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Government at a Glance 2019

image of Government at a Glance 2019

Government at a Glance provides reliable, internationally comparative data on government activities and their results in OECD countries. Where possible, it also reports data for Brazil, China, Colombia, Costa Rica, India, Indonesia, the Russian Federation and South Africa. In many public governance areas, it is the only available source of data. It includes input, process, output and outcome indicators as well as contextual information for each country.

The 2019 edition includes input indicators on public finance and employment; while processes include data on institutions, budgeting practices and procedures, human resources management, regulatory government, public procurement and digital government and open data. Outcomes cover core government results (e.g. trust, inequality reduction) and indicators on access, responsiveness, quality and citizen satisfaction for the education, health and justice sectors. Governance indicators are especially useful for monitoring and benchmarking governments’ progress in their public sector reforms.

Each indicator in the publication is presented in a user-friendly format, consisting of graphs and/or charts illustrating variations across countries and over time, brief descriptive analyses highlighting the major findings conveyed by the data, and a methodological section on the definition of the indicator and any limitations in data comparability.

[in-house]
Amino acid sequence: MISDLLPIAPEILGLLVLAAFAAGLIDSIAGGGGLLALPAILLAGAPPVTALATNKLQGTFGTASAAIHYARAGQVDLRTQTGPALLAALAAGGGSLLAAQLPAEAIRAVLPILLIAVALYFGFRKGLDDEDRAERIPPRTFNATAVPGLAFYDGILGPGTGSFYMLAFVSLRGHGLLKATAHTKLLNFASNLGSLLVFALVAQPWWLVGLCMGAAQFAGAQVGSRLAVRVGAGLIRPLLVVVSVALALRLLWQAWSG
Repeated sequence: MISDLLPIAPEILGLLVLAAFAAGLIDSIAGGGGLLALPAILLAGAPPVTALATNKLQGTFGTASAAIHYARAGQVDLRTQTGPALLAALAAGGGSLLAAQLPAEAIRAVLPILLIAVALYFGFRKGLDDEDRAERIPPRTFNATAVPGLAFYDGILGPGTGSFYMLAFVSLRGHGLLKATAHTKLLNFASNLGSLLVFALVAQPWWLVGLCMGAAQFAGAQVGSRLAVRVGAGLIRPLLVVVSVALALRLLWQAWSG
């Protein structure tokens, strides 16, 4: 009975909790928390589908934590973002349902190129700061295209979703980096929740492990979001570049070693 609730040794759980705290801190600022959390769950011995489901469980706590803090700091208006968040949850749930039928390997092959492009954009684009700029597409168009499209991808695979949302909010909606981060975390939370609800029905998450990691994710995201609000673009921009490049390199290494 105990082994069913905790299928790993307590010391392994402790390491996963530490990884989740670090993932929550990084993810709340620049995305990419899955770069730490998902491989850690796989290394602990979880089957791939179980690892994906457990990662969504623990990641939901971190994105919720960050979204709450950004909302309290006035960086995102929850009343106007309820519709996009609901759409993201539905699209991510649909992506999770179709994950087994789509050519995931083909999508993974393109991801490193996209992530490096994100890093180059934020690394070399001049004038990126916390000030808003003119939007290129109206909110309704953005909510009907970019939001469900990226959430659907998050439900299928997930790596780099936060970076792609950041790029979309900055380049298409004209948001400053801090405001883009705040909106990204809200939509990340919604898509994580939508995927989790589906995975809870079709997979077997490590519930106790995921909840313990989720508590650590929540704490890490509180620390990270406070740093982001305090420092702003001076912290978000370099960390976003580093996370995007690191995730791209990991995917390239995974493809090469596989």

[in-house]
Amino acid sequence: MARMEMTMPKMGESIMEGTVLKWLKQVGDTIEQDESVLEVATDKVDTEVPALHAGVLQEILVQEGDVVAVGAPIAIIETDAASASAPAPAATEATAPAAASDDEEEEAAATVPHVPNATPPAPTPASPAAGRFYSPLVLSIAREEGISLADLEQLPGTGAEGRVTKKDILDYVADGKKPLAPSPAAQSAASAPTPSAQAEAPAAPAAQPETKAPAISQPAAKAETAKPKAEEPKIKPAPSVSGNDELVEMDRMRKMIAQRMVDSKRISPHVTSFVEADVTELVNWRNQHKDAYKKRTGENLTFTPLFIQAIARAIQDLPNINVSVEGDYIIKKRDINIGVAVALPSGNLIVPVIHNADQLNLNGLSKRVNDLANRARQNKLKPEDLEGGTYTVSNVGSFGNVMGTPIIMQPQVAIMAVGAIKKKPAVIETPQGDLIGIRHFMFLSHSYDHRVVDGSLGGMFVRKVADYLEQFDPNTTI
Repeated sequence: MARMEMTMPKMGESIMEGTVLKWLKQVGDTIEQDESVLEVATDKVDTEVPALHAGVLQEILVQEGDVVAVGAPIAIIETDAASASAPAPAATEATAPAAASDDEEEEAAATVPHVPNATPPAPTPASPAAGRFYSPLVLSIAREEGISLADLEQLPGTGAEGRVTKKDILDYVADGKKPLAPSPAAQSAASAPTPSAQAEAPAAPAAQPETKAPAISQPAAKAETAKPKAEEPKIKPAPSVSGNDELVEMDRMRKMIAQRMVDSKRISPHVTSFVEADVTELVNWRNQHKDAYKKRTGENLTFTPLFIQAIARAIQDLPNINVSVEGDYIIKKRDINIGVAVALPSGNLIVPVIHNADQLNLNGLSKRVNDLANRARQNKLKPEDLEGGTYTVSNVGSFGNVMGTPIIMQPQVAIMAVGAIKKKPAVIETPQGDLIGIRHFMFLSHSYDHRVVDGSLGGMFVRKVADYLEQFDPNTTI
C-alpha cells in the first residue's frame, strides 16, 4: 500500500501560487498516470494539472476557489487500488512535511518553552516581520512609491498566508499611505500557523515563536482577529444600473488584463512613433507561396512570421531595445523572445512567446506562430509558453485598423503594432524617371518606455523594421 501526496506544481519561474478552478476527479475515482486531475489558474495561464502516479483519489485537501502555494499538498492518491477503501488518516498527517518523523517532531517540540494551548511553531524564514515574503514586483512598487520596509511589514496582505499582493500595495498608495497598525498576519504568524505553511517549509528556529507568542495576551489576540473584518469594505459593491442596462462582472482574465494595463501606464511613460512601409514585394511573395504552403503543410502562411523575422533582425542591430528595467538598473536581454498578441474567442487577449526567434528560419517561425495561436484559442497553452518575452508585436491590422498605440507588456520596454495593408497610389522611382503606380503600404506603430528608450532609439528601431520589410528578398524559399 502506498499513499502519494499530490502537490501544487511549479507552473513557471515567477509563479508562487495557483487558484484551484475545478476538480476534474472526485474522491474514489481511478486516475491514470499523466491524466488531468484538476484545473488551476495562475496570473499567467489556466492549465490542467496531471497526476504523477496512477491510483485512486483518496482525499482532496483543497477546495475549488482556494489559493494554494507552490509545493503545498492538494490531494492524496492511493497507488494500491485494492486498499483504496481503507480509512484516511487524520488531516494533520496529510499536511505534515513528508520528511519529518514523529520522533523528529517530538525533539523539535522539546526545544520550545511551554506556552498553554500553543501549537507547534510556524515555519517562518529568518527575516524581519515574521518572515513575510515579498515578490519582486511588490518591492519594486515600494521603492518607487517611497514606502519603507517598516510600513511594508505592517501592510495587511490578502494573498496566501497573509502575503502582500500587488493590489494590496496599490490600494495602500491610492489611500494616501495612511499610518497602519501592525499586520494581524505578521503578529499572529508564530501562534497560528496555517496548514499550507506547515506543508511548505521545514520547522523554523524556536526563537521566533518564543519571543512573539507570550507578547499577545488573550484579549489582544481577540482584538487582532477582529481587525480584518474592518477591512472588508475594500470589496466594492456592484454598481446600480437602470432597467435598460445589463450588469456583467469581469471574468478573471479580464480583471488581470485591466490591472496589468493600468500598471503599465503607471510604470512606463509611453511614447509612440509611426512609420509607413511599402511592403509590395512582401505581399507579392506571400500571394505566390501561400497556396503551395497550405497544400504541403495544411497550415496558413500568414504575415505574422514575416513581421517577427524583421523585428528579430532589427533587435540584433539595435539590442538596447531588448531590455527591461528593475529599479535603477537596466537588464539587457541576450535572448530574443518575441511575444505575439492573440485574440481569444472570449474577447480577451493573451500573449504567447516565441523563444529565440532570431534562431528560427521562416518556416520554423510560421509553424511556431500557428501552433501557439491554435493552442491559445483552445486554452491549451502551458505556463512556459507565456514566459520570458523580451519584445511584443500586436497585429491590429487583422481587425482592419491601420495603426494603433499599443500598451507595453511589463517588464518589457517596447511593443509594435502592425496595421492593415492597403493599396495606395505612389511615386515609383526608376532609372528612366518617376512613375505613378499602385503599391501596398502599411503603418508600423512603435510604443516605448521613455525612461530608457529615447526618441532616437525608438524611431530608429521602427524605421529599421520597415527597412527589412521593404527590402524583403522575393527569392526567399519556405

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Role of the centre of government in open government

Open government is defined as a culture of governance that promotes the principles of transparency, integrity, accountability and stakeholder participation in support of democracy and inclusive growth (OECD, 2017). Due to the cross-cutting nature of its strategies and initiatives, they require strong institutional arrangements for co-ordination. In this way, countries can ensure goals are met and an adequate involvement of a wide range of stakeholders, including independent institutions, civil society organisations, academia, the media, and others. The centre of government (CoG) has a strategic position to co-ordinate, implement, monitor and evaluate open government strategies and initiatives, since these require a whole-of-government approach and strong political leverage, commitment, support and leadership.

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